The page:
Help with Mixing Fabric & Patterns
There are so many different fabrics. How many should I use?
Use 3, enough to create interest without it seeming chaotic
How do you figure out what goes together?
Your patterns don’t have to match, though they need to look good together. That means they have to have something in common, which could be colour, style or scale. So for example you might choose one floral, one geometric and one of a much smaller or much larger, scale.
Organic Patterns take their inspiration from the natural world. There is a lot of movement in the pattern and the pattern repeat is not always obvious
Geometric Patterns have an obvious pattern containing a high degree of contrast. They range from a simple polkadot or stripe to something much more complicated.
Foreground should be a strong tonal contrast to the background
How To Begin
Use as your starting point something you love and are drawn to. If you choose floral first, look for a geometric. If you choose something geometric with a clear pattern repeat, then choose something swirly and garden inspired.
Is there a particular colour you love in the first fabric you chose? Use that to look for a second fabric. So if you chose a floral pattern first and you love the lime green of the leaves, choose a geometric in a similar green. You can then incorporate another colour from the first fabric for your third fabric choice. If the floral had a mottled grey background, you might look for a grey stripe.
Large and Small prints
If the fabrics you have chose are both medium in scale, go for a small print
If you have choses two small scale patterns, go for a larger scale.
This is not a set of rules, just a guide, so if you find something that doesn’t fit this idea but looks and feels right, use it!
Some people prefer not to pre-wash but when you do, you can pre-shrink, check for colourfastness and remove chemical coatings. Alternatively, to check for colour fastness only, cut a triangle of fabric and pin it to white cloth or a chunk of batting. Put in a jar of warm sudsy water, secure with a cap and shake vigorously. Do this for each one separately and check the cloth. Any dye means you need to wash the fabric by itself , dry and press. If you plan to prewash your fabric add 1/8 yd more fabric to allow for shrinkage.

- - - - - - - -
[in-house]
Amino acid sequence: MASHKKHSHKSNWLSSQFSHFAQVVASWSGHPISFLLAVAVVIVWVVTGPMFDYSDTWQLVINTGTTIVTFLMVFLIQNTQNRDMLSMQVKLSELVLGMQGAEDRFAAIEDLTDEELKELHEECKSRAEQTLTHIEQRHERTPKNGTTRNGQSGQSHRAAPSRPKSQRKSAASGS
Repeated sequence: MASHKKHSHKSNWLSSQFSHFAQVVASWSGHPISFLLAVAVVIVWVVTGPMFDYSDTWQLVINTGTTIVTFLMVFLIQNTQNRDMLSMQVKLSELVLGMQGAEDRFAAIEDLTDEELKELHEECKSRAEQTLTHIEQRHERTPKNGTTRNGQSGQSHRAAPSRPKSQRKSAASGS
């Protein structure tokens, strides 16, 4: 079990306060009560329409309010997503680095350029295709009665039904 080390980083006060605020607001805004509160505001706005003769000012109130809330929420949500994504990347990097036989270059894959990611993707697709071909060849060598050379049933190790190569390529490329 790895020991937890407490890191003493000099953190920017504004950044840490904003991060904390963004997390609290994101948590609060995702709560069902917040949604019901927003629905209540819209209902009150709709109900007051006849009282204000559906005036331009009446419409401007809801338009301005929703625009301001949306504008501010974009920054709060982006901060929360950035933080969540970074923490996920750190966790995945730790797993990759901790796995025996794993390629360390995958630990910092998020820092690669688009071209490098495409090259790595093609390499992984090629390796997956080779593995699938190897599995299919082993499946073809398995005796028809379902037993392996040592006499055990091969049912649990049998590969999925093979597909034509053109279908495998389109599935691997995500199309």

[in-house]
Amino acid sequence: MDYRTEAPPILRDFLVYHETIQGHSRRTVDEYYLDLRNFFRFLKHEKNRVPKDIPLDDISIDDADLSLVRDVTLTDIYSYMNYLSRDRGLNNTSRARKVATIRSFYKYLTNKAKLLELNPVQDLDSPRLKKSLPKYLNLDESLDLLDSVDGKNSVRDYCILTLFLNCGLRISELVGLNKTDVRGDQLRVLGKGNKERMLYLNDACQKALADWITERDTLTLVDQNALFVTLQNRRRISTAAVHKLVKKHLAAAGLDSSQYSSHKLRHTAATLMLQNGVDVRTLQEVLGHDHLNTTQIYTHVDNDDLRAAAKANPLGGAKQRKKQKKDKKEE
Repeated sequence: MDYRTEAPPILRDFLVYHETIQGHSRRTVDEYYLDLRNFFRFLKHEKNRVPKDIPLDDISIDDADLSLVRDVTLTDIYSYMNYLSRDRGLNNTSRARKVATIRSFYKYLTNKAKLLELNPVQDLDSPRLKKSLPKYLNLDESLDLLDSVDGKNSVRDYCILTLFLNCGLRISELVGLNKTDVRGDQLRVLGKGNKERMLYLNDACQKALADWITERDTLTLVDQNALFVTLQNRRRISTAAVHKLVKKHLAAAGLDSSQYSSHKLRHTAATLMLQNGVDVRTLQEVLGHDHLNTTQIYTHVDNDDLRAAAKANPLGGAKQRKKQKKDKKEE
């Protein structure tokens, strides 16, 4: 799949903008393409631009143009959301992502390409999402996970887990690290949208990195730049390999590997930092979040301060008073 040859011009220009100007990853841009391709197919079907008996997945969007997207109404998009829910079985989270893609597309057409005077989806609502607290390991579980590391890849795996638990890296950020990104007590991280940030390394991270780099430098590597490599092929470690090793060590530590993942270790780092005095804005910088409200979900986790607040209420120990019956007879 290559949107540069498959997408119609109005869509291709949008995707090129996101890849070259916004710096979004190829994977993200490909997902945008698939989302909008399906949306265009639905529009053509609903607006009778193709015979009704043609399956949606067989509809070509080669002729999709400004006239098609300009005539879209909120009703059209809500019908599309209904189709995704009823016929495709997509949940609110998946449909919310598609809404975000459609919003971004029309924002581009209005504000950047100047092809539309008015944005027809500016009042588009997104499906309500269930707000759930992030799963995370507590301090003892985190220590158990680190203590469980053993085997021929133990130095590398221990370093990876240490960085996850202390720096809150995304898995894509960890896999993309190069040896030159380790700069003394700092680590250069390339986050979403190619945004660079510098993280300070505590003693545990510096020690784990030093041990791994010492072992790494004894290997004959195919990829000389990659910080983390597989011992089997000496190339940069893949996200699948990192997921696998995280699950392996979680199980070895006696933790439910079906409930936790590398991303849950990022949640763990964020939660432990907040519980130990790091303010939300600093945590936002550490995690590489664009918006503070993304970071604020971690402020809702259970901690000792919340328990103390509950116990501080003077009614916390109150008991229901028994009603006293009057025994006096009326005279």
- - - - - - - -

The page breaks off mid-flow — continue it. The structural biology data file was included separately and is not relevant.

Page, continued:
Fabrics – Good to Have
A good range of lights mediums and darks in all colours. eg. blue from pale powder through aqua and cerulean to navy. Within these colours, also small and large prints and always spots and stripes.
Lots of small graphics – little flowers, small checks and spots, tiny motifs and pin stripes. Stripes with no white are softer.
Medium sized florals – tone on tone, stripes checks and spots
Large prints – It’s worth cutting large prints into small pieces for diversity and interest. Blowsy flowers are good for borders.
Tule and cheesecloth to soften
Organza and lace can be painted.
Tone on tone whites make better backgrounds than stark whites.
Background neutrals are Olive, light grey, dark grey, taupe, chalk, ochre and rust. Pale blue works as a neutral too.
Green on green and blue on blue are good for grass and sky.
Black and white spots, checks and stripes are good for borders or with grey backgrounds.
Text and maps
Try using hand dyed/natural dyed fabrics and Batiks
Homespuns and plaids
Shot cottons, cross weaves nd chamber – often have different colour blends in the fabric. These give dimension and change under different lights.
Light refers to pastels or prints with light or white backgrounds.
Dark refers to most saturated colours, no light backgrounds, no large white accents,
Value – light med or dark. The contrast makes your design morevisible. High contrast next to each other makes design strand out. If you want a softer area, lower the contrast. Use both. Remember value is relative
Pre-Cuts are Useful:
1 Fat Quarter measures 55 x 50 cms
2 Fat Quarters measures half metre (112 x 50)
3 Fat Quarters measures 112 x 75cm
You can get 14 four inch squares out of a fat quarter
You can use fat quarters for a jelly roll quilt but the length of a strip cut from a fat quarter is half that of one cut from the whole width – so you would need double the number of strips.
Jelly Roll – a roll of 40 fabrics cut into two and a half inches or six and a quarter centimetres lengths across the width of the fabric 42 inches/105 cms approx. Half a jelly roll is 20 two and half strips of fabric.
Charm Pack – collection of 40 five-inch squares of a named range. Has at least one of each pattern and all of them co-ordinate.
Layer Cake – contains forty 10-inch square patches